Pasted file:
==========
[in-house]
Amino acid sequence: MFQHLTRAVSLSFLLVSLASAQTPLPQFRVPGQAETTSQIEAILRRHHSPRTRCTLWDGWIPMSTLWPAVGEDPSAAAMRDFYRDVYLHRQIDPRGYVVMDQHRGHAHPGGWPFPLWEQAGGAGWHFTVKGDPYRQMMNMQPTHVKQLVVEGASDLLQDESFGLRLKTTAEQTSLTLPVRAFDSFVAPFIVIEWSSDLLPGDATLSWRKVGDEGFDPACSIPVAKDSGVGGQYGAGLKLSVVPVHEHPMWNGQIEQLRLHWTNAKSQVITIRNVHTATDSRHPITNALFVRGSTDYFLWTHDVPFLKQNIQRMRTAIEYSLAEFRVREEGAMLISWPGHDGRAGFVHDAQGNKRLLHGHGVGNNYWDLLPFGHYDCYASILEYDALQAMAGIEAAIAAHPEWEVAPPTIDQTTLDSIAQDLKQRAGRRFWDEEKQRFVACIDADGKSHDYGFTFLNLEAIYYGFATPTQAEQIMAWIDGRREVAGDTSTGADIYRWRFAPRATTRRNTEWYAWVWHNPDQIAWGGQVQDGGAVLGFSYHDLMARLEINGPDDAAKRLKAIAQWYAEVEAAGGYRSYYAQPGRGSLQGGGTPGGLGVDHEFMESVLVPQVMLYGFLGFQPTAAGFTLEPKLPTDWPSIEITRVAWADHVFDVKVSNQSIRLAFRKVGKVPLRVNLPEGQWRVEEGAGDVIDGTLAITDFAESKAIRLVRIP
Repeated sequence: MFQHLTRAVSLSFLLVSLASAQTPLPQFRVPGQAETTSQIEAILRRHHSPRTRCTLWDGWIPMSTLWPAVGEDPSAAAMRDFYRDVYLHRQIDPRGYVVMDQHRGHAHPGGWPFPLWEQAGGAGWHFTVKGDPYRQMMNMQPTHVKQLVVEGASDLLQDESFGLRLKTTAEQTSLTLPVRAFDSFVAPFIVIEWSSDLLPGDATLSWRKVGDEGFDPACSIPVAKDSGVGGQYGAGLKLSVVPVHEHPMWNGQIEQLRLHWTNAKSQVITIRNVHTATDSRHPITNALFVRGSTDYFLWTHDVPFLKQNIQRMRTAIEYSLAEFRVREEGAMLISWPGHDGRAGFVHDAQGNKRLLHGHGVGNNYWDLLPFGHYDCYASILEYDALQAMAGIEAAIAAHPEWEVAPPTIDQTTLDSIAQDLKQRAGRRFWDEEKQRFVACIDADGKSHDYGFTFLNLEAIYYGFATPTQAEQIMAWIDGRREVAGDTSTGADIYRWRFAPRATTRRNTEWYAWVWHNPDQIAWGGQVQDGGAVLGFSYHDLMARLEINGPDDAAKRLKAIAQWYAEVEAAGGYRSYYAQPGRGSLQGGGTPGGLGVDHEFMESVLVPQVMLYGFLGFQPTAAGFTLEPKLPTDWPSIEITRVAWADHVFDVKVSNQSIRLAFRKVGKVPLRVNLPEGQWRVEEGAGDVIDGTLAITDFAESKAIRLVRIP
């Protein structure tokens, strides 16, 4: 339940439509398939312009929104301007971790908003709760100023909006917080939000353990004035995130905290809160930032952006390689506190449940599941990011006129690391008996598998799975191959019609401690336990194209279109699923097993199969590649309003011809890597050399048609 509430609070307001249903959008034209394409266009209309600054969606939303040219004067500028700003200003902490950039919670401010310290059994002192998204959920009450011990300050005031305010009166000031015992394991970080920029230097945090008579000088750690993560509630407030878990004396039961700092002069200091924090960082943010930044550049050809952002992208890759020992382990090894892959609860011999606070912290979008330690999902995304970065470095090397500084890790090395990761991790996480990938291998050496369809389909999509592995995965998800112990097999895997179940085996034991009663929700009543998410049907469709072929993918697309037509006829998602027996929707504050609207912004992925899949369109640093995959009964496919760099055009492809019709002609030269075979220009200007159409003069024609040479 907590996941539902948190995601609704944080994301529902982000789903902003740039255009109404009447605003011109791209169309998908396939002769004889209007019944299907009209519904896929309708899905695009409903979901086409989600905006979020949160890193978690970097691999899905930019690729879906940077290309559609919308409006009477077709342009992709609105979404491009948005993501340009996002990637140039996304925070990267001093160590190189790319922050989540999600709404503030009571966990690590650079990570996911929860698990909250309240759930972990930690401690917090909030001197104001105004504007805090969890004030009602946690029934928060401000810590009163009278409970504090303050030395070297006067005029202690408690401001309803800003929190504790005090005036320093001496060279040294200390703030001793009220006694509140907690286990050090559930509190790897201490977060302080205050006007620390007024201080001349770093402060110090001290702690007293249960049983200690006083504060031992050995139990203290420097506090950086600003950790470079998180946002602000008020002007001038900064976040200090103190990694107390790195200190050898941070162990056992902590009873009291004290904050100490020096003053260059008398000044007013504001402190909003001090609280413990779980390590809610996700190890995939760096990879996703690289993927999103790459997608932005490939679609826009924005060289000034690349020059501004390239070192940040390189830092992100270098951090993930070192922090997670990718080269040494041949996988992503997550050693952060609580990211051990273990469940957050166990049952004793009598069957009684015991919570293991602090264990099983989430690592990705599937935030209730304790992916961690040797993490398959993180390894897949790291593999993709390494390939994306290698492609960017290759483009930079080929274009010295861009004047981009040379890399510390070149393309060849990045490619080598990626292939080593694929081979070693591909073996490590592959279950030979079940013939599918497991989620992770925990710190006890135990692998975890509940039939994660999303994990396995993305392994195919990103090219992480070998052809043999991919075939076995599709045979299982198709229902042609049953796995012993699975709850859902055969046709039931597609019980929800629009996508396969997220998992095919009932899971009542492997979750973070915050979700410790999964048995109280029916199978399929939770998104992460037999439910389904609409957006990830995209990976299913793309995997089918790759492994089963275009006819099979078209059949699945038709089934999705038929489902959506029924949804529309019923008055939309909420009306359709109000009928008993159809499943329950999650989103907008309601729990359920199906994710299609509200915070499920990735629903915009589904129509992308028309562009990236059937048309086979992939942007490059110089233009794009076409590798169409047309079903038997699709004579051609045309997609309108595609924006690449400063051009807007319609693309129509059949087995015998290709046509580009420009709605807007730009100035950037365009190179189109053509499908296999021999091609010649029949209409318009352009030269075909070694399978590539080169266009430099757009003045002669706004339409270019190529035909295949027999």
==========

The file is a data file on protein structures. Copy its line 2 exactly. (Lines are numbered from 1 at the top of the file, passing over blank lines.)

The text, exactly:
Amino acid sequence: MFQHLTRAVSLSFLLVSLASAQTPLPQFRVPGQAETTSQIEAILRRHHSPRTRCTLWDGWIPMSTLWPAVGEDPSAAAMRDFYRDVYLHRQIDPRGYVVMDQHRGHAHPGGWPFPLWEQAGGAGWHFTVKGDPYRQMMNMQPTHVKQLVVEGASDLLQDESFGLRLKTTAEQTSLTLPVRAFDSFVAPFIVIEWSSDLLPGDATLSWRKVGDEGFDPACSIPVAKDSGVGGQYGAGLKLSVVPVHEHPMWNGQIEQLRLHWTNAKSQVITIRNVHTATDSRHPITNALFVRGSTDYFLWTHDVPFLKQNIQRMRTAIEYSLAEFRVREEGAMLISWPGHDGRAGFVHDAQGNKRLLHGHGVGNNYWDLLPFGHYDCYASILEYDALQAMAGIEAAIAAHPEWEVAPPTIDQTTLDSIAQDLKQRAGRRFWDEEKQRFVACIDADGKSHDYGFTFLNLEAIYYGFATPTQAEQIMAWIDGRREVAGDTSTGADIYRWRFAPRATTRRNTEWYAWVWHNPDQIAWGGQVQDGGAVLGFSYHDLMARLEINGPDDAAKRLKAIAQWYAEVEAAGGYRSYYAQPGRGSLQGGGTPGGLGVDHEFMESVLVPQVMLYGFLGFQPTAAGFTLEPKLPTDWPSIEITRVAWADHVFDVKVSNQSIRLAFRKVGKVPLRVNLPEGQWRVEEGAGDVIDGTLAITDFAESKAIRLVRIP